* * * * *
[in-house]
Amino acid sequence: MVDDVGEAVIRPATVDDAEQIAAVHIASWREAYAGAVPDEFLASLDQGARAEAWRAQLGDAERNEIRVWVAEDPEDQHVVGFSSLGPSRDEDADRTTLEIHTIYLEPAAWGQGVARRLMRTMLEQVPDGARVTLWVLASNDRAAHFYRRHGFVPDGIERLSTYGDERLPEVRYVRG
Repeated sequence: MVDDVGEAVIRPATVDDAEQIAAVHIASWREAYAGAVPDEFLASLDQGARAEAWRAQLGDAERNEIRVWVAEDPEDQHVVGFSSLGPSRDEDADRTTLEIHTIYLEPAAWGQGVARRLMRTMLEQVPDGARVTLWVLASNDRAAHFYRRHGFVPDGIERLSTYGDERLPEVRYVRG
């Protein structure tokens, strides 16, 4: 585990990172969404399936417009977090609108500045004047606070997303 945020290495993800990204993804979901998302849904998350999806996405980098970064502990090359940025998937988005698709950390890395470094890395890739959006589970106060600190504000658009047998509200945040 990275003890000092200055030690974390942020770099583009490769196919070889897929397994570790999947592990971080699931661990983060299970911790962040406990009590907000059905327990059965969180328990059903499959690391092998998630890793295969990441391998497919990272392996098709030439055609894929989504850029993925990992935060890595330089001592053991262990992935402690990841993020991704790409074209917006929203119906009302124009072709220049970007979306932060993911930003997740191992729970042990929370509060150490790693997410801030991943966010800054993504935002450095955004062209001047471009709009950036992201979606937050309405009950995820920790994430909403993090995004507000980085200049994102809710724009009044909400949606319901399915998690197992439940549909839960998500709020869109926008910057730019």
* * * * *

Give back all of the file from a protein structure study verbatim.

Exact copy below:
[in-house]
Amino acid sequence: MVDDVGEAVIRPATVDDAEQIAAVHIASWREAYAGAVPDEFLASLDQGARAEAWRAQLGDAERNEIRVWVAEDPEDQHVVGFSSLGPSRDEDADRTTLEIHTIYLEPAAWGQGVARRLMRTMLEQVPDGARVTLWVLASNDRAAHFYRRHGFVPDGIERLSTYGDERLPEVRYVRG
Repeated sequence: MVDDVGEAVIRPATVDDAEQIAAVHIASWREAYAGAVPDEFLASLDQGARAEAWRAQLGDAERNEIRVWVAEDPEDQHVVGFSSLGPSRDEDADRTTLEIHTIYLEPAAWGQGVARRLMRTMLEQVPDGARVTLWVLASNDRAAHFYRRHGFVPDGIERLSTYGDERLPEVRYVRG
């Protein structure tokens, strides 16, 4: 585990990172969404399936417009977090609108500045004047606070997303 945020290495993800990204993804979901998302849904998350999806996405980098970064502990090359940025998937988005698709950390890395470094890395890739959006589970106060600190504000658009047998509200945040 990275003890000092200055030690974390942020770099583009490769196919070889897929397994570790999947592990971080699931661990983060299970911790962040406990009590907000059905327990059965969180328990059903499959690391092998998630890793295969990441391998497919990272392996098709030439055609894929989504850029993925990992935060890595330089001592053991262990992935402690990841993020991704790409074209917006929203119906009302124009072709220049970007979306932060993911930003997740191992729970042990929370509060150490790693997410801030991943966010800054993504935002450095955004062209001047471009709009950036992201979606937050309405009950995820920790994430909403993090995004507000980085200049994102809710724009009044909400949606319901399915998690197992439940549909839960998500709020869109926008910057730019």